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Georgian Interior Ministry responds to ‘humiliating’ treatment of Indian at Tbilisi Airport

4 July 2017
Tbilisi International Airport (Facebook)

Georgia’s Interior Ministry has responded to an accusation that border officials at Tbilisi International Airport subjected an Indian citizen to ‘humiliating’ treatment, after her open letter to Georgia’s Ambassador to India went viral on Facebook. Khushbu Kaushal, who flew to Tbilisi from India on 29 June, claims that she was falsely denied entry to Georgia.

Georgia’s Interior Ministry released a short statement on 4 July responding to the accusations, claiming that ‘border guards have the right to refuse a foreign citizen entry into Georgia when they do not provide convincing answers during interviews or give false information about their purpose of travel’.

However, Kaushal had said that she was carrying an approved electronic visa, a letter from her employer stating she was on holiday and would be coming back to work after returning, a bank statement to prove her financial stability, as well as hotel bookings and health and travel insurance.

Thirty minutes after being asked to move to an ‘unmarked counter’ and wait for the border guards to examine her documents, Kaushal says she was interviewed about the purpose of her visit, and had to wait for another two hours until being told that she was being sent home.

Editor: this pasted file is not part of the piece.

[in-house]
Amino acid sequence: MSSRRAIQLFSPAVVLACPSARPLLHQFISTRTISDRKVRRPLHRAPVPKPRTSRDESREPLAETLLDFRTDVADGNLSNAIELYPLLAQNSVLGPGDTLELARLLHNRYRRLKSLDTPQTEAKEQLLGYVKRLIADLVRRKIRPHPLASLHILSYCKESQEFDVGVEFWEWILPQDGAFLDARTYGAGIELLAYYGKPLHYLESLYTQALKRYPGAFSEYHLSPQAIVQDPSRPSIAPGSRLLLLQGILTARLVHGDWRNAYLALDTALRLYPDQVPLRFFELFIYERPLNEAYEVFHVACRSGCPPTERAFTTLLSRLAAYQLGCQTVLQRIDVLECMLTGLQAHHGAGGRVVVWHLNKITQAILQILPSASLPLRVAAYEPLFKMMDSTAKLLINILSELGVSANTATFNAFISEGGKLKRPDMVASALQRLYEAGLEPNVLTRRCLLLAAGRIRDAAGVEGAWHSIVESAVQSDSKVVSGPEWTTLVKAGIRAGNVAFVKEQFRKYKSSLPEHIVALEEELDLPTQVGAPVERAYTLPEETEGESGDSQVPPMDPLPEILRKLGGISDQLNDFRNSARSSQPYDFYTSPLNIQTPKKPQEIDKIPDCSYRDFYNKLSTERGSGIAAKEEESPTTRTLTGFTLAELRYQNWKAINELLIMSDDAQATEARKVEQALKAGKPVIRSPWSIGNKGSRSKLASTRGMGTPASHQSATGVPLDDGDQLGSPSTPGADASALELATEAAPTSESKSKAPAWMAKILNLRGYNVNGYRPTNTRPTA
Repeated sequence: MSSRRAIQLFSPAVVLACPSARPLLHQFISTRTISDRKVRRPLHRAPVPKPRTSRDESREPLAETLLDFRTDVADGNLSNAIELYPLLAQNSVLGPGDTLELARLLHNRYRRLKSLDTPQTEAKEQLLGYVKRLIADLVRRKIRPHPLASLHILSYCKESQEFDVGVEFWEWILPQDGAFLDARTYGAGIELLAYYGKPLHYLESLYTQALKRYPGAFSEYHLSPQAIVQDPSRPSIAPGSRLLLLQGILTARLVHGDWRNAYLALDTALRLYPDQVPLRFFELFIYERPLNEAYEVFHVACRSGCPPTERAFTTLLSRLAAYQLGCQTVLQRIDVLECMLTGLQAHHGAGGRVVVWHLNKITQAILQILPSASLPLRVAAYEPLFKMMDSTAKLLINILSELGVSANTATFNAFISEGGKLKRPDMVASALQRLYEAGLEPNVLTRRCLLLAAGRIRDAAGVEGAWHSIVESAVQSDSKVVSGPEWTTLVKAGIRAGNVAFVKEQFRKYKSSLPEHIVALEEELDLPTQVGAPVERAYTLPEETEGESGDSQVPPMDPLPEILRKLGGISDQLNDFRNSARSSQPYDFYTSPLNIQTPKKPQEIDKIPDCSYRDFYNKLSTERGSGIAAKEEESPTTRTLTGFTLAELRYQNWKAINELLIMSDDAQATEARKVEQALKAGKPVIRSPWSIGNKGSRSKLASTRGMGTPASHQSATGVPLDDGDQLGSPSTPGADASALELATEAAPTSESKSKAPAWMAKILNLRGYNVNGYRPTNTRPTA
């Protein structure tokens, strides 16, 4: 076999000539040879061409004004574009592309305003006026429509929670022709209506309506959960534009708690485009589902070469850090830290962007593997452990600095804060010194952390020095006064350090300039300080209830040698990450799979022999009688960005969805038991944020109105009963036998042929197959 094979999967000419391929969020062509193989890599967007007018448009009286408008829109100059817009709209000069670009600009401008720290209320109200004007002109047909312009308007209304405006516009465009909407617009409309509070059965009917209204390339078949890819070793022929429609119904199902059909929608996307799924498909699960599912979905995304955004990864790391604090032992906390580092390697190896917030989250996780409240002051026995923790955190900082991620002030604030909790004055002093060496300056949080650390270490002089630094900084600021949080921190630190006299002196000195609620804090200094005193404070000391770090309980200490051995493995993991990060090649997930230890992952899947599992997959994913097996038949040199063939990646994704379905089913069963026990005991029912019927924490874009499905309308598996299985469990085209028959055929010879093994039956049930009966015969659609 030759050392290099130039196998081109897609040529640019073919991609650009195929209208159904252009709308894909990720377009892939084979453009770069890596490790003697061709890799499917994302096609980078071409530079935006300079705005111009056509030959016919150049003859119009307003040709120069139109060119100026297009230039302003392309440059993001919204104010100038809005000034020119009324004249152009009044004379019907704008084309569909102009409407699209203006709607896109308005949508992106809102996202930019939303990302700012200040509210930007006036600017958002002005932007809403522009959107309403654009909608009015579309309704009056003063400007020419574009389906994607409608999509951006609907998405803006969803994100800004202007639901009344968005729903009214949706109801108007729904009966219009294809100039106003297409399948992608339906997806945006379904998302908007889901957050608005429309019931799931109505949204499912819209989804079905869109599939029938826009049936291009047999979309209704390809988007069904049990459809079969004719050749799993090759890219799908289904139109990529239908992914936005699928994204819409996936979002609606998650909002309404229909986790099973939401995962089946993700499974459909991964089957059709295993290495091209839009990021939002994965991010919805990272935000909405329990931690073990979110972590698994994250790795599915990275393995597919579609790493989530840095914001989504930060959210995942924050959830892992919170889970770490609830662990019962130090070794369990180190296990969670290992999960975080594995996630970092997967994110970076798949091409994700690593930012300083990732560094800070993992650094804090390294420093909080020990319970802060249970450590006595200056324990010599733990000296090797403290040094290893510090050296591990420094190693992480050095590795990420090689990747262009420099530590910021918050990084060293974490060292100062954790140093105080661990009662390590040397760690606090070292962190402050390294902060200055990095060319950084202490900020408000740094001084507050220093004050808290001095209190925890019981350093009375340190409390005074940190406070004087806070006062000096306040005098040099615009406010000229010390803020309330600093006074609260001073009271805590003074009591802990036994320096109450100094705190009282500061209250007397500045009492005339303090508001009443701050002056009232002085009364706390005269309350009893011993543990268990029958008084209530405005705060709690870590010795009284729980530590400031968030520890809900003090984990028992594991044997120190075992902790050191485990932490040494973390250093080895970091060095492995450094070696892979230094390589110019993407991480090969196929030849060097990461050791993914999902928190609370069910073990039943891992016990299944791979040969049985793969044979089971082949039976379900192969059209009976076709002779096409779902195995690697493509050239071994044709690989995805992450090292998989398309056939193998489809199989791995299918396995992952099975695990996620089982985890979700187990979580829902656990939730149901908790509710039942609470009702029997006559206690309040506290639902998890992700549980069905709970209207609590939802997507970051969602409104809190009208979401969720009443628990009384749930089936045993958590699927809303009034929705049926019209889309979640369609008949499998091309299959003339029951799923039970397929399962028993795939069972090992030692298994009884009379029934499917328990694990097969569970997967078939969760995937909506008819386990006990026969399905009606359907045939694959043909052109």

‘When I requested for a reason I was shouted at and told to sit in a corner’, Kaushal wrote.

She called the episode ‘the beginning of the most humiliating night’ of her life. ‘Some six hours into this ordeal I was not even offered water to drink, even after constantly begging for the same to the officers’, she added.

Kaushal said that the reason given to her by Indian immigration officers upon her return was that she had provided ‘false information’ about her purpose of travel. ‘I would like to understand on what basis did the gentleman who interviewed me came to that decision? All my papers were legit and as per what was guided by your visa portal so where did I go wrong?’, Kaushal asks.

Kaushal says that immigration officials at both her transit airport in the UAE and in India told her that Georgia has been denying entry to 90% of Indian travellers with electronic visas, ‘Be it families, couples or solo travellers like me’.

The statement from Georgia’s Interior Ministry said with an increasing number of tourists and other visitors coming to Georgia, ‘naturally there are separate cases when foreign citizens are refused entry in accordance with international standards and procedures envisioned by georgian law’.

Procedures for foreign citizens entering Georgia have become stricter after a Georgia–EU visa waiver programme came into force, the statement read. Citizens of Georgia with biometric passports have been able to travel to countries in Europe’s Schengen Area without visas since 28 March.

According to Georgia’s Interior Ministry, around 6,500 Indian citizens entered Georgia in June 2017. In the first quarter of 2017, 240 Indian citizens were denied entry, the most of any country, followed by 203 from Azerbaijan, 146 from Turkey, and 108 from Syria, according to the ministry.

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